Tonight I’m at the Royal Pavilion for a Drawing Circus event. It’s early evening and the doors of the Pavilion are open and the hallway lit. This historic palace is a place of decadence. Expertise and craft is evident in every corner of the walls, floors and furniture. It’s a place that celebrates spectacle, and there is nowhere else quite like it. Built in the Regency era of a flamboyant prince, it’s how Brighton got its name as a party place, but it is also a place of imagination and an insight into an early 19th-century mind, one where money was no object and distant, exotic cultures epitomised sophistication.
While the iconic Taj Mahal inspired the exteriors of the Pavilion, when you enter through the hallway you can see the inspiration turns to Chinese-influenced wallpaper and stairwells. Dragons and phoenixes (or perhaps they are peacocks) hover across the ceiling of the banqueting hall.
The relatively small size of the Royal Pavilion means you always come close to its decorative surfaces, floors and hand-painted wallpaper. It’s an ideal venue for a bunch of drawing enthusiasts to find inspiration, and tonight for The Drawing Circus they are all very welcome. The usually empty music room is laid out with chairs and we collect our materials for the evening’s draw. Everything feels seamlessly organised. I spoke to Jake Spicer, head tutor at Draw Brighton and part of the Drawing Circus collective, who told me it was a special evening for the team – this being their 100th event, the evening had taken some time and a lot of planning and negotiation with Brighton Museums. Ordinarily, The Drawing Circus events take place at the Old Market theatre; these are informal nights with a creative buzz and a variety of poses. It’s definitely a Brighton kind of night out. But tonight at the Pavilion felt much more grandiose.
The Drawing Circus is comprised of not just models but set-designers, photographers, artists and prop makers. There’s a distinct element of theatre to the event. Each is themed and inspiration is as wide-ranging as Norse Mythology, Hindu Deities and Joan of Arc. It’s a fantastic asset for Brighton and helps build and support an influential creative scene.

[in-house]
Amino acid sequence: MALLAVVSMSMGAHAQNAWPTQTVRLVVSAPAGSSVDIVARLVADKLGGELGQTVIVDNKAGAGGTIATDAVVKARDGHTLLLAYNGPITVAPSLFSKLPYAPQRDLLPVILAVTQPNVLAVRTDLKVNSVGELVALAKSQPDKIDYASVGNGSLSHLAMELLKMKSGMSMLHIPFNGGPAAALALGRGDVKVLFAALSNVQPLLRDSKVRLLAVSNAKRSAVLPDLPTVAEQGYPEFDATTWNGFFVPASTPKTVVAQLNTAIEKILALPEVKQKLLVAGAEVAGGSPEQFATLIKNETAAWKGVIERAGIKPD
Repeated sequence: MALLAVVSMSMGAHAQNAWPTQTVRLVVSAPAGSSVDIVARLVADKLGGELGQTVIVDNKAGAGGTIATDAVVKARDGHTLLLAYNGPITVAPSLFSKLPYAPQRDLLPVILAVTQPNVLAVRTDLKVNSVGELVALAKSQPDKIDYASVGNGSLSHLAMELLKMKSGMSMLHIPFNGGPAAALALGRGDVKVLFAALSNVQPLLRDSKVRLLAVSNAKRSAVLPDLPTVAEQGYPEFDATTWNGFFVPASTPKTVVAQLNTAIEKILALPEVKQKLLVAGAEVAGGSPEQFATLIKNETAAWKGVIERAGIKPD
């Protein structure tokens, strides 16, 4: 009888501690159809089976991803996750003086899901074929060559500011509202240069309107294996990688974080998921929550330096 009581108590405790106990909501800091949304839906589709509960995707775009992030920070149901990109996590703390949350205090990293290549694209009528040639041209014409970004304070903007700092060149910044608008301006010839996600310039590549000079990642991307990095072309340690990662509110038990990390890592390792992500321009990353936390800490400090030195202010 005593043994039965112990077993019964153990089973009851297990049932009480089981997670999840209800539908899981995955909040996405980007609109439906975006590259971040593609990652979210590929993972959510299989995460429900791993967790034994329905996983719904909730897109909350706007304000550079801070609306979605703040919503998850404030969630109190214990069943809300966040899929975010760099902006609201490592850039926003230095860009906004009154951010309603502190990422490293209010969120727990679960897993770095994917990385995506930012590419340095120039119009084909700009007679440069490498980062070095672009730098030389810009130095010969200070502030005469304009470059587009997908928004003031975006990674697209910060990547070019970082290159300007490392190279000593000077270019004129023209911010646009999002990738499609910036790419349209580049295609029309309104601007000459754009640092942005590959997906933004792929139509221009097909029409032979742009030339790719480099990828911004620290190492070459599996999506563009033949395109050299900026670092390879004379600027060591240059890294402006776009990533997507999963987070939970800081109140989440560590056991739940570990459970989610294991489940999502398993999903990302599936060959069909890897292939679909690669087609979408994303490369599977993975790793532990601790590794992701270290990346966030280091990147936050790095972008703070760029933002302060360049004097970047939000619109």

Anyway, to the drawing. The models pose in traditional looking costumes, looking towards the early nineteenth century for inspiration. There corsets and bustles but with a twist, there are clowns, tigers, whips and feathers, tonnes of lace and hold ups. It hints at the debauched past, which is of course not present in the empty rooms and conserved wallpaper. Halfway through the evening we move to the Banquet Hall for a glass of wine. It’s a heady experience; a swirl of colour and a collage of influences. The chandeliers glitter, lighting the ornate, highly-decorated curved walls and the dining table, which is cordoned off and set up for dinner and for guests who will never arrive.
We return to the Music Hall. One other aspect that makes tonight special is that we have live music. The musicians play an array of tunes, opening and closing the event with tracks from (my favourite) Amelie soundtrack. There was singing, solo pieces and tracks included Bon Iver’s Skinny Love. There were classical arrangements and folk-inspired tunes which echoed through the music room. It really was a very special event – and I hope it’s not the last.
Future Drawing Circus events are listed here.